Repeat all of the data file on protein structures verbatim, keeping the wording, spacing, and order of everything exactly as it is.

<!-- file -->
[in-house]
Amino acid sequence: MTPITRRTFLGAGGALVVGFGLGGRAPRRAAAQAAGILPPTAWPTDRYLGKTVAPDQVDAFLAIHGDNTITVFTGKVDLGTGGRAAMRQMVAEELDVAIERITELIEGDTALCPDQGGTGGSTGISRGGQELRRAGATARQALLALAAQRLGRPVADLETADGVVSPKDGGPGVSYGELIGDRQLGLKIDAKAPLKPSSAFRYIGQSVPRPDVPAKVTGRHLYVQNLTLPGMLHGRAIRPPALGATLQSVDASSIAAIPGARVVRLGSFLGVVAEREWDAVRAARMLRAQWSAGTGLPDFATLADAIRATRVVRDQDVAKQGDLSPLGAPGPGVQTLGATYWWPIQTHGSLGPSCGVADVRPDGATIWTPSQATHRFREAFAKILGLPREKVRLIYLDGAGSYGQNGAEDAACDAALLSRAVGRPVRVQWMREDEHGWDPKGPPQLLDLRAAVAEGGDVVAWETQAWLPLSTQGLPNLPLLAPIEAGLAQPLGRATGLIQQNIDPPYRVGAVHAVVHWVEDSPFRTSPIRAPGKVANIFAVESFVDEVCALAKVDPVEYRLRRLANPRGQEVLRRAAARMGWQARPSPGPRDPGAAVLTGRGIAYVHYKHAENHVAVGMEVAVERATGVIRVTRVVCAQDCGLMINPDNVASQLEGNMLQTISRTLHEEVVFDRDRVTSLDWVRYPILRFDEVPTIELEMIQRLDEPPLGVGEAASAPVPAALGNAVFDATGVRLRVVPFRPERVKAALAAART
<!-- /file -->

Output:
[in-house]
Amino acid sequence: MTPITRRTFLGAGGALVVGFGLGGRAPRRAAAQAAGILPPTAWPTDRYLGKTVAPDQVDAFLAIHGDNTITVFTGKVDLGTGGRAAMRQMVAEELDVAIERITELIEGDTALCPDQGGTGGSTGISRGGQELRRAGATARQALLALAAQRLGRPVADLETADGVVSPKDGGPGVSYGELIGDRQLGLKIDAKAPLKPSSAFRYIGQSVPRPDVPAKVTGRHLYVQNLTLPGMLHGRAIRPPALGATLQSVDASSIAAIPGARVVRLGSFLGVVAEREWDAVRAARMLRAQWSAGTGLPDFATLADAIRATRVVRDQDVAKQGDLSPLGAPGPGVQTLGATYWWPIQTHGSLGPSCGVADVRPDGATIWTPSQATHRFREAFAKILGLPREKVRLIYLDGAGSYGQNGAEDAACDAALLSRAVGRPVRVQWMREDEHGWDPKGPPQLLDLRAAVAEGGDVVAWETQAWLPLSTQGLPNLPLLAPIEAGLAQPLGRATGLIQQNIDPPYRVGAVHAVVHWVEDSPFRTSPIRAPGKVANIFAVESFVDEVCALAKVDPVEYRLRRLANPRGQEVLRRAAARMGWQARPSPGPRDPGAAVLTGRGIAYVHYKHAENHVAVGMEVAVERATGVIRVTRVVCAQDCGLMINPDNVASQLEGNMLQTISRTLHEEVVFDRDRVTSLDWVRYPILRFDEVPTIELEMIQRLDEPPLGVGEAASAPVPAALGNAVFDATGVRLRVVPFRPERVKAALAAART